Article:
Letter: Same sex marriage an issue of human rights, not religion

To the editor:
As I read the May 2 issue and looked through to Heidi Bailey’s letter to the editor I was confused. I don’t remember there being a bill passed on a religious issue but rather one on human rights. In fact, as someone who doesn’t subscribe to a Christian belief I felt somewhat insulted. Due to the US Bill of Rights I believe I am allowed religious freedom. Why then is religion constantly used when talking against a same-sex marriage proposal. This issue is one of law and law must be free of religion in general. The only reason I don’t have a problem with the US dollar saying “In God we trust” or placing a hand on the bible when testifying in court is because they are traditionally and historically significant. Maybe these customs should be changed to help remind Americans that we should, in fact be more tolerant of each other and the world.

Of course if you’re reading this you probably want some demographics so here goes. My name is Jonathan Kmieciak and I am a 22 year old Bristol resident who, in my entire life, has only resided in Warren and Bristol. I am a Caucasian male raised Episcopal but my beliefs now are spiritual and stem from Deism and Buddhism. I graduated with the class of 2009 from Mt. Hope High School, played sports, acted, sang and I am now a mathematics and secondary education double major at Rhode Island College (RIC). Also, I would like to add that I am a feminist and have given eight pints of blood. So I am also an avid supporter of progressive movement and helping others.

That being said I would like to reiterate that had I wanted a lesson in scripture I would read the bible or see if RIC offered one. I thank you for showing your opinion and going about it in the correct route but like I said your opinion, though well versed, holds no merit. Religion is not and can never be an argument as to why a person should not receive the rights of life, liberty and the pursuit of [their own] happiness.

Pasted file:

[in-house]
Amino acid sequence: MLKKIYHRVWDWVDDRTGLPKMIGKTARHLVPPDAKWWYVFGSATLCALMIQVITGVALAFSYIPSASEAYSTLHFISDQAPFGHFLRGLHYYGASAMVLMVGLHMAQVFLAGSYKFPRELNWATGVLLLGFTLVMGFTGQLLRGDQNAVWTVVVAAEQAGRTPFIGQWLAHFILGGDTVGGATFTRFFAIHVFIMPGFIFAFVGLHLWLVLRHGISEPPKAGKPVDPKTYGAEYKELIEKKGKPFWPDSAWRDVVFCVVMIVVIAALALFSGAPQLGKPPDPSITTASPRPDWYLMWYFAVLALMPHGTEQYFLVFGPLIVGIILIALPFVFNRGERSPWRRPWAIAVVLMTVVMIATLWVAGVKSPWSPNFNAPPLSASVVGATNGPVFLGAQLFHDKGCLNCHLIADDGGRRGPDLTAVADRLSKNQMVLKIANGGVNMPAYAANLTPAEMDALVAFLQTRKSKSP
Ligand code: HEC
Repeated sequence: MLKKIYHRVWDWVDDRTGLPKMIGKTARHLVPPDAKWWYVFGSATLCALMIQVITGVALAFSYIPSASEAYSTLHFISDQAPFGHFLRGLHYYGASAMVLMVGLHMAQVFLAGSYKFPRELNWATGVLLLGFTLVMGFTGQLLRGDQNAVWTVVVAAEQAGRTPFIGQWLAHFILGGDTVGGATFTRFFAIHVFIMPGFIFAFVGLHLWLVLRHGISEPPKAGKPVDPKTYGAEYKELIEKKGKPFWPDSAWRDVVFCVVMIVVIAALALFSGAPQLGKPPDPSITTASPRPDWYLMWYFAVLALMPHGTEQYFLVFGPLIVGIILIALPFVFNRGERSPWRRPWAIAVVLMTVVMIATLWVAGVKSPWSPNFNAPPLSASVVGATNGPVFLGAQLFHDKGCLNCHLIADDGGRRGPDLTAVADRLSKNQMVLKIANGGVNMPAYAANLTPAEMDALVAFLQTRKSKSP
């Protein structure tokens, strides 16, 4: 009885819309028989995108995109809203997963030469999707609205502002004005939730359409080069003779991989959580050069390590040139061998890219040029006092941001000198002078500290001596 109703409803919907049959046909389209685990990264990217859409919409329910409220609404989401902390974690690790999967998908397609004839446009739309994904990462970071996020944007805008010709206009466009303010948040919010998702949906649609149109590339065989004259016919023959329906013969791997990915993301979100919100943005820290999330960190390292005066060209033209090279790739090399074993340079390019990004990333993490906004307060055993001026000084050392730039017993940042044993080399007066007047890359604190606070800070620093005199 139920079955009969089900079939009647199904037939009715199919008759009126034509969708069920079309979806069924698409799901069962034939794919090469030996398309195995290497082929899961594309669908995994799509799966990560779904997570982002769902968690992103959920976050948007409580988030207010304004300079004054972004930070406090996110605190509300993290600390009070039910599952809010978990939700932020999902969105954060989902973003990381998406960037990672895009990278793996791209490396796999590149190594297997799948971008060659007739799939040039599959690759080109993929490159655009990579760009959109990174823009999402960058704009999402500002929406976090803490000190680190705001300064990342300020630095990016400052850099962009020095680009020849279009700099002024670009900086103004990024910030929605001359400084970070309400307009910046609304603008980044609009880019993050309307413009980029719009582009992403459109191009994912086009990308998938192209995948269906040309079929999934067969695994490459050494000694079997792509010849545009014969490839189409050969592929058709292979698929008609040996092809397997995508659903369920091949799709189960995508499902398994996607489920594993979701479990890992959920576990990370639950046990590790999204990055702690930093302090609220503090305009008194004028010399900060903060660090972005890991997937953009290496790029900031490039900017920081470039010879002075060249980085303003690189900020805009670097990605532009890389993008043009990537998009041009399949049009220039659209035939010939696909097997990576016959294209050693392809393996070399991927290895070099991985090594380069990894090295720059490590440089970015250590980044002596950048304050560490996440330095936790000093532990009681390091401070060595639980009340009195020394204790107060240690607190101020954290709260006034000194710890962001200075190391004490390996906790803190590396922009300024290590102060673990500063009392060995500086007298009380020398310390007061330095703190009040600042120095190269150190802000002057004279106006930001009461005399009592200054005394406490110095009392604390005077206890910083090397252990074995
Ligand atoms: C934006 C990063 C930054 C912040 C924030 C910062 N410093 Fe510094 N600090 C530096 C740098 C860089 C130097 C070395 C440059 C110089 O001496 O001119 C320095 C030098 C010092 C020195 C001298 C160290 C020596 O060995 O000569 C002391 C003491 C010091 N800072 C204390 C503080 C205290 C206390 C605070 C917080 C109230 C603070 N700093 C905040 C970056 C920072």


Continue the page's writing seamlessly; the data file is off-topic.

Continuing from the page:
Jonathan W. Kmieciak
103 Chestnut Street

8 Comments

  1. Heidi said:

    The thing is, Jonathan, that marriage is a sacrament. A sacrament is a sign of the life of the Holy Trinity, the one God. So when people use the word marriage they are treading on MY religious beliefs. And then they throw in words like “equality” and “justice” and tell me I’m ignorant and intolerant because of my religious beliefs. Language is a very powerful tool.
    It may surprise you to know that the religion that is most persecuted in the world today is Christianity. There’s a difference between being tolerant and being persecuted. I’m not expecting you to agree with my religion. But I would ask these free United States not to secularize my religious beliefs.
    I love the Bill of Rights! Unfortunately, it is being ignored when it comes to religious rights. Take the HHS mandate that, with a very, very narrow exception, requires people to violate their consciences to provide contraception and abortifacients which is treading heavily on my religious beliefs – my religious freedom.
    And like you when I was 22 (and 32, and 42, . . . ) I explored Buddhism and other paths; this shows that you are searching for the truth. Keep searching! But also take a look at where religious freedom is going in America. I defend it vigorously because I see it being stepped on by our government. And if the government allows it, then this is how persecution gains its footing in our culture. What’s next? History books will tell you the answer to that one. Wouldn’t you defend your right to play sports or to sing or to act if it was being denied bit by bit?
    I believe that homosexual persons deserve respect, justice and pastoral care, but marriage is unique because of human complementarity which is inherently procreative. That’s very unique! As a fellow educator, I worry about children not having the opportunity to be raised by both a father and a mother. I have taught many, many children and young adults without this opportunity, and their lives have an extraordinary difficult challenge because of this. Soon in your own teaching experiences you will understand what I mean.
    Thank you kindly for reading my rebuttal.

    Peace!
    Heidi

  2. rtowne said:

    Jonathan – well said. Thank you.